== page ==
Josh completed his associates in applied science and received a two-year computer science certificate before moving on to Radford University in Virginia. A natural leader, Josh cofounded the group Collegiate Entrepreneurs and is one of the founding fathers of Delta Sigma Pi, Omicron Pi chapter. Impressively, both groups are still going strong today. Josh graduated from Radford with a ton of good memories along with a bachelors in information science and systems. After college, Josh moved to Washington DC, embarking on a new journey and entering the ever-changing world of software development.

Tell me a little about your experience with the various tools you use on a regular basis.
I have been working with Microsoft SQL Server in a development and administration role for a decade. Oracle – six years. MySQL – five years. MongoDB – 2 years. The issues I deal with are – Capacity Planning, Configuration, Performance Tuning, Change Management, Systems Integration, and Electronic Data Interchange.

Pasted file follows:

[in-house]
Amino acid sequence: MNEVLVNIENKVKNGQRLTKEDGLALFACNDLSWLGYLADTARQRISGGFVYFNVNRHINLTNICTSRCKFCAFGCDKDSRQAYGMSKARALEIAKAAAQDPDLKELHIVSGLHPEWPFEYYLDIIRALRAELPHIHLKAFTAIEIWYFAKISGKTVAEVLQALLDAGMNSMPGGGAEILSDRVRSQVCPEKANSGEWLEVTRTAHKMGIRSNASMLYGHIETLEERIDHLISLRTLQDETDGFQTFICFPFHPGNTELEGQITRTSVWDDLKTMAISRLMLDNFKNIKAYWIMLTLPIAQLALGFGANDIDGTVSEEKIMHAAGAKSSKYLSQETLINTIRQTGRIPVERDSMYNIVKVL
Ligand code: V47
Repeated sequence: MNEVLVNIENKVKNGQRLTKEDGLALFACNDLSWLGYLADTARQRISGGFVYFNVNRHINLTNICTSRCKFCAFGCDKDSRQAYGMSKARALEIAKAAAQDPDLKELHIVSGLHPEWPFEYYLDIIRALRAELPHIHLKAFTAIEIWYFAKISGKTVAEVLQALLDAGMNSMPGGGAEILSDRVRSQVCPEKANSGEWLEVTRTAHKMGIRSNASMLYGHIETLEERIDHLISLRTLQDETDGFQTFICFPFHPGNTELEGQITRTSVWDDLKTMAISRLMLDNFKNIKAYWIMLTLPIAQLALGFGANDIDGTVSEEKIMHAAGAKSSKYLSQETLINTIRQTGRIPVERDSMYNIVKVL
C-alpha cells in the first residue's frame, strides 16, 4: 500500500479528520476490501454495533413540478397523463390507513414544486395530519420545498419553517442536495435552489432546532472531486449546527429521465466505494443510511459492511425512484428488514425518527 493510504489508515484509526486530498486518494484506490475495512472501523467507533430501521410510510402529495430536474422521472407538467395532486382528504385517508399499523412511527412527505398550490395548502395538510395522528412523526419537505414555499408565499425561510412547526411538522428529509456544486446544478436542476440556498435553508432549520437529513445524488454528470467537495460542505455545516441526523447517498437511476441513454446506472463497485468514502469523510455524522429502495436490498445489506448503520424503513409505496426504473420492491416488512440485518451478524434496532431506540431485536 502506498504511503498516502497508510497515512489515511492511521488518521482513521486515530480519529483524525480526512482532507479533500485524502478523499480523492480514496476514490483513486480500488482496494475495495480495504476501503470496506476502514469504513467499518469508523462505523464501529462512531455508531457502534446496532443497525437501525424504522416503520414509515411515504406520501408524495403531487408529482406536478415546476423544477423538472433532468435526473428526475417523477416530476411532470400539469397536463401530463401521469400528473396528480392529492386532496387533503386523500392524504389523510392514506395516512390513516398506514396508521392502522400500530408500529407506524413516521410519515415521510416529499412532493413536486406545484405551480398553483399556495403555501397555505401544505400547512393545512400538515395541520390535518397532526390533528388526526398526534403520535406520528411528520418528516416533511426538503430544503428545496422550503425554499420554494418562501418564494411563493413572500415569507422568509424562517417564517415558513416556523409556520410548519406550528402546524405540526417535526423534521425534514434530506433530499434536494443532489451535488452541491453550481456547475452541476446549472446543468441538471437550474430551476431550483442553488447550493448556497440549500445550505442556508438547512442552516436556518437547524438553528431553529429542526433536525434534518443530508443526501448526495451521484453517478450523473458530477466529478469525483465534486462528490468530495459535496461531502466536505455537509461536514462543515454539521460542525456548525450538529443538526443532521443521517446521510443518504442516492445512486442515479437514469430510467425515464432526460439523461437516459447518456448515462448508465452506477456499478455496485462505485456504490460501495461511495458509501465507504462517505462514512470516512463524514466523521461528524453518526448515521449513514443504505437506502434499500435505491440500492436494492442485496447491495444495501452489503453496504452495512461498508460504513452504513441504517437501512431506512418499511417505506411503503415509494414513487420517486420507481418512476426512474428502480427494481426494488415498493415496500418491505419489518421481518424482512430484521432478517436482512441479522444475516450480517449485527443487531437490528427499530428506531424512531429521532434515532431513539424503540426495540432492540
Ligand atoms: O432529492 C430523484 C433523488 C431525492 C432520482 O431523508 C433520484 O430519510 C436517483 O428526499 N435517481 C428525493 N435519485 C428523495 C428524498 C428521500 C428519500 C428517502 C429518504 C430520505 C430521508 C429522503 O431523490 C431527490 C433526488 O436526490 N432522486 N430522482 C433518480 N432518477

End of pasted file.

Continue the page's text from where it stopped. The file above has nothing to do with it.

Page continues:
That’s great from a tech standpoint; but what are your “go-to” tools?
Well, for timely backup and recovery, I look to tools like Litespeed for SQL Server and Oracle RMAN. In terms of general monitoring and performance tuning… SpotLight on SQL Server, Foglight or TOAD on Oracle, and Zenoss as a very robust monitoring and statistics gathering engine.

What sorts of clients do you typically deal with?
Our FlexDBA clients consists of everything from 1000+ employees with hundreds of database instances that support thousands of user databases; to small and medium businesses that rely heavily upon one or two database instances that support the life blood of the organization. Our FlexDBA clients use us to make sure these things aren’t missed.

Why do you think so many organizations are missing the mark with regards to data and how it’s handled?

Basics – People miss the basics. Backup and Recovery are the bread and butter for any DBA. It is really easy to become distracted by the latest project or initiative and lose sight of the basics. The problem is that neglecting the basics: backup and recovery, index maintenance, statistics maintenance, and proper patching; can lead to job actions and managers calling people like me to come clean up after a failure. Many don’t have a DBA or their DBA is needed for various initiatives and projects and don’t have time for the basics.

“Bread and Butter”, tell me more about that…
(Adrienne is thinking about bread and butter as she chews her salad)